Researchers also showed that the impact of colors on the level of task performance is not dependent on the preferences of the participants themselves. In one of their studies, they informed participants what their task would be and asked which color they thought would help them achieve better results. Both in the group that performed a task requiring creativity and in the group that performed a task requiring concentration, the majority chose the color blue, although in the latter group – as mentioned above – red produced better results.

While blue helps creativity more than red, according to Meht and Zhu, other studies show that green color is even better. Lichtenfeld and colleagues showed that green improves creativity more than white, gray, red and blue.

Sport achievements

An analysis of the results in combat sports during the 2004 Olympic Games showed that competitors in red outfits had a better chance of winning than in blue. This was especially noticeable in men’s fights. This is explained by the association of the color red with domination and aggression, which can affect both the players and the referee, who may involuntarily better judge a player wearing a red suit. Some data also indicate that players in black outfits have a greater chance of winning than in white.

Analyzes in team sports gave similar results, although here the results are not clear. An analysis of football matches in the English league that spanned more than 50 years showed that teams in red outfits won more often than in other colors. However, no such effect was shown in the German, Spanish or Polish league, as well as in the US hockey league.

There are also studies (Larionescu and Pantelimon) showing a higher number of hits in the basket after changing the backlight from blue to red. Green color, on the other hand, affects less fatigue while riding a bicycle than red or gray (after: Elliot and Maier).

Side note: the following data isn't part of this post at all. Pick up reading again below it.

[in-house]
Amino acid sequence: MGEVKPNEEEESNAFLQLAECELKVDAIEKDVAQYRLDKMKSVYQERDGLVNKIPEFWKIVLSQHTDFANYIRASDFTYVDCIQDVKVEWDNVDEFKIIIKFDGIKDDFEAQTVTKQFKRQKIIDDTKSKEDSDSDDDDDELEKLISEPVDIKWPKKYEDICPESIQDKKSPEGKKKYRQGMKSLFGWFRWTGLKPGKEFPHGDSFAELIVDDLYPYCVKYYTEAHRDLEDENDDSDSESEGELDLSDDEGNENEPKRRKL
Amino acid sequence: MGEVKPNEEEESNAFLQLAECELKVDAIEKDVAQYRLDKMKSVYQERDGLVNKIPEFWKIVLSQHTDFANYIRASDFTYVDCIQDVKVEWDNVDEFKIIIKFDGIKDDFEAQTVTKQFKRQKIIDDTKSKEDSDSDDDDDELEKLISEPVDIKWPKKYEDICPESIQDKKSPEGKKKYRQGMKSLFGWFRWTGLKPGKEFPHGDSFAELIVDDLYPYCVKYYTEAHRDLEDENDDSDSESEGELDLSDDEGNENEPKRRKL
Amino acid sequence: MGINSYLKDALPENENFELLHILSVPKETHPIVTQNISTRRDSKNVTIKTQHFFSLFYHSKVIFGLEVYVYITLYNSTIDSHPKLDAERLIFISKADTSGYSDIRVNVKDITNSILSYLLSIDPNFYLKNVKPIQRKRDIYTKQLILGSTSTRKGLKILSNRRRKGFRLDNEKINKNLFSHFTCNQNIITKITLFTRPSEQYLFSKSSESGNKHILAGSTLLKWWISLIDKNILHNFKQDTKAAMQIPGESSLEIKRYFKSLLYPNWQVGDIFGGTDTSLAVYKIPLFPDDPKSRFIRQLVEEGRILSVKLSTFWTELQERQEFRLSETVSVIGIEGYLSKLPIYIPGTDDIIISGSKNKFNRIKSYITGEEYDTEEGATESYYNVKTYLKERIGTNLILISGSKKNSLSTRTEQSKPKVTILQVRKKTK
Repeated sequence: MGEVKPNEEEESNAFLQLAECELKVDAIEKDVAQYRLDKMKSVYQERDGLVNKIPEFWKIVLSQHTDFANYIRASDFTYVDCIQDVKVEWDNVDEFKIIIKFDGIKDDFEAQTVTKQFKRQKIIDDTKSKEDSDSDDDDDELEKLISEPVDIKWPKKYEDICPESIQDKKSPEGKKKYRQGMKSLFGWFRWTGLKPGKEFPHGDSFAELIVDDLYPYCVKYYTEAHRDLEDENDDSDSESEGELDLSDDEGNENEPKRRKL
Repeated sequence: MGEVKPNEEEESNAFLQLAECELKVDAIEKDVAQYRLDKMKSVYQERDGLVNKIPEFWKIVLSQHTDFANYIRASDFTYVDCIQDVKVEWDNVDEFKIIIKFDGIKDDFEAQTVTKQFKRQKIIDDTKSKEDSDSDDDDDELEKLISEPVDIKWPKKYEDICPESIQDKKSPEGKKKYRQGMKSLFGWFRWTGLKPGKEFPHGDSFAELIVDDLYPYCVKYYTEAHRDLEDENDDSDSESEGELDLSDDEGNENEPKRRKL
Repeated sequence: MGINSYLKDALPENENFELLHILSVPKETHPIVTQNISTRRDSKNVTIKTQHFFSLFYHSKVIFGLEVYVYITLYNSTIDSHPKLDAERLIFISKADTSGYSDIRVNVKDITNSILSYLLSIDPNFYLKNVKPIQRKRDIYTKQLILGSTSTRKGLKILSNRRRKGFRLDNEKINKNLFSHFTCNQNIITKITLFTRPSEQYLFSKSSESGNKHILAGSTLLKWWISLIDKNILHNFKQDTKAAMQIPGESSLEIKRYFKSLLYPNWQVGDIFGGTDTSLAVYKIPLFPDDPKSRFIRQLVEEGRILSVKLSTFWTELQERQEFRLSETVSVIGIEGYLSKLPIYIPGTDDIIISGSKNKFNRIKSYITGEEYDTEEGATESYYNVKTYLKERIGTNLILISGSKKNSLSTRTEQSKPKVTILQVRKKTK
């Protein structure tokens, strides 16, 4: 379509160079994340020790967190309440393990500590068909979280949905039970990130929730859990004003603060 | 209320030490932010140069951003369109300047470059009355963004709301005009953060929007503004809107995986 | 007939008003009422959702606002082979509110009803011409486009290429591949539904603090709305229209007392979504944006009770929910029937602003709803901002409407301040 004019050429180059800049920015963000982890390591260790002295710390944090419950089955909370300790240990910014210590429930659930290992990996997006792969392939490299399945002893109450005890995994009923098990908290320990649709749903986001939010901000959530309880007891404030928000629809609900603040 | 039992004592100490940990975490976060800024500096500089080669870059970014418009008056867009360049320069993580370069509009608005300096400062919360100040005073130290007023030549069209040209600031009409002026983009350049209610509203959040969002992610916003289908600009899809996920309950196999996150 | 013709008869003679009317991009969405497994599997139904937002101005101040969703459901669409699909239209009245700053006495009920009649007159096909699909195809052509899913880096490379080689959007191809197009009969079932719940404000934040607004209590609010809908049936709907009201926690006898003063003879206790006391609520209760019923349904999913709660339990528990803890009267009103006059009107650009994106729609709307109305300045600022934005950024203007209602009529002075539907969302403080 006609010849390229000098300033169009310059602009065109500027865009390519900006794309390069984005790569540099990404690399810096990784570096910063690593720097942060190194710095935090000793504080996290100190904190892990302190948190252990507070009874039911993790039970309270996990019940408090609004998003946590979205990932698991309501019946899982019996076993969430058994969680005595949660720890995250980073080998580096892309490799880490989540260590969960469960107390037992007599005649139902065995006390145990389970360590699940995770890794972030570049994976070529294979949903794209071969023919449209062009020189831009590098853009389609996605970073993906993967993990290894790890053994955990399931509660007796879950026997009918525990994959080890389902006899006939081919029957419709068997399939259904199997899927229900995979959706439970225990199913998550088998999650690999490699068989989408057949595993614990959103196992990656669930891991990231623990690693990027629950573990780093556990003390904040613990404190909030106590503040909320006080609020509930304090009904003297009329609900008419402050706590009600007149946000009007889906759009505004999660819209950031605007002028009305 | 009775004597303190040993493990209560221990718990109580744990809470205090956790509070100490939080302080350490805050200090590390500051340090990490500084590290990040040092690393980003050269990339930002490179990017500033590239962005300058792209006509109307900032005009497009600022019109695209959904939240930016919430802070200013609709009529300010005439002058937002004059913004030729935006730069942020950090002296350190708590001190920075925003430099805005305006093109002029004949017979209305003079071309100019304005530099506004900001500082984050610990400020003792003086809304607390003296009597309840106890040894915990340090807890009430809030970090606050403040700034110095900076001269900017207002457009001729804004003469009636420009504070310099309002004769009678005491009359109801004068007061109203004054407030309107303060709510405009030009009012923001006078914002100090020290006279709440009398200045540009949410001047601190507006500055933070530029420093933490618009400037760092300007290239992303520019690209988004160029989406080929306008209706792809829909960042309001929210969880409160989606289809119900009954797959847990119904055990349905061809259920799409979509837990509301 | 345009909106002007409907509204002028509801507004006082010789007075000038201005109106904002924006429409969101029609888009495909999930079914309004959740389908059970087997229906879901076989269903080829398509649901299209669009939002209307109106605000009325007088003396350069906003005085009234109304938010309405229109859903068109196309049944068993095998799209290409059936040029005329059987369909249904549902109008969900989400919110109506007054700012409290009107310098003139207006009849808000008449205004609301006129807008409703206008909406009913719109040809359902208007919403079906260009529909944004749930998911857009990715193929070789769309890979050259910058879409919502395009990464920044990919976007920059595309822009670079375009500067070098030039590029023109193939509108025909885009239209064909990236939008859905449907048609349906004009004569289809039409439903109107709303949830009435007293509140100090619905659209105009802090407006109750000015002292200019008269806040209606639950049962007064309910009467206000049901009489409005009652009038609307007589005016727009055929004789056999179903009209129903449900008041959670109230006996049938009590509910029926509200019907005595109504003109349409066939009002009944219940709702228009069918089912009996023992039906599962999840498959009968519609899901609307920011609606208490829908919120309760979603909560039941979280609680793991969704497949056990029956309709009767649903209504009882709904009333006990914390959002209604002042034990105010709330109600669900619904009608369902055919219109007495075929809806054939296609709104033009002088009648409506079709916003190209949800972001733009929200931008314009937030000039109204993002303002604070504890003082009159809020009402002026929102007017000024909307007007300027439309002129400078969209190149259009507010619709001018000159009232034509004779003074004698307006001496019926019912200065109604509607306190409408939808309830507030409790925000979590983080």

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  2. Elliot, A. i in. (2007). Color and Psychological Functioning: The Effect of Red on Performance Attainment. Journal of Experimental Psychology: General, 136(1), 154-168. (pdf at
  3. Elliot, A. i in. (2011). A subtle threat cue, heart rate variability, and cognitive performance. Psychophysiology, 48, 1340-1345. (pdf at
  4. Elliot, A., Maier, M. (2014). Color Psychology: Effects of Perceiving Color on Psychological Functioning in Humans. Annual Review of Psychology, 65, 95-120. (abstract at
  5. Joosten, E. i in. (2010). Colors and Emotions in Video Games. 11th International Conference on Intelligent Games and Simulation GAME-ON 2010 (pdf at
  6. Kaya, N., Epps, H. (2004). Relationship between color and emotion: a study of college students. College Student Journal, 38(3), 396-405. (pdf at
  7. Larionescu, V., Pantelimona, M. (2012). The influence of colour on the efficiency of basketball throws. Annals of ?Dunarea De Jos? University of Galati Fascicle XV, 82-86. (pdf at
  8. Lichtenfeld, S. i in. (2012). Fertile Green: Green Facilitates Creative Performance. Personality and Social Psychology Bulletin, 38(6), 784-797. (pdf at
  9. Mehta, R., Zhu, R. (2009). Blue or Red? Exploring the Effect of Color on Cognitive Task Performances. Science, 323(5918), 1-5. (pdf at
  10. Terwogt, M., Hoeksma, J. (1995). Colors and Emotions: Preferences and Combinations. The Journal of General Psychology, 122(1), 5-17. (pdf at
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Source of picture: Ws hein [CC BY-SA 3.0 lub GFDL], Wikimedia Commons

Author: Maja Kochanowska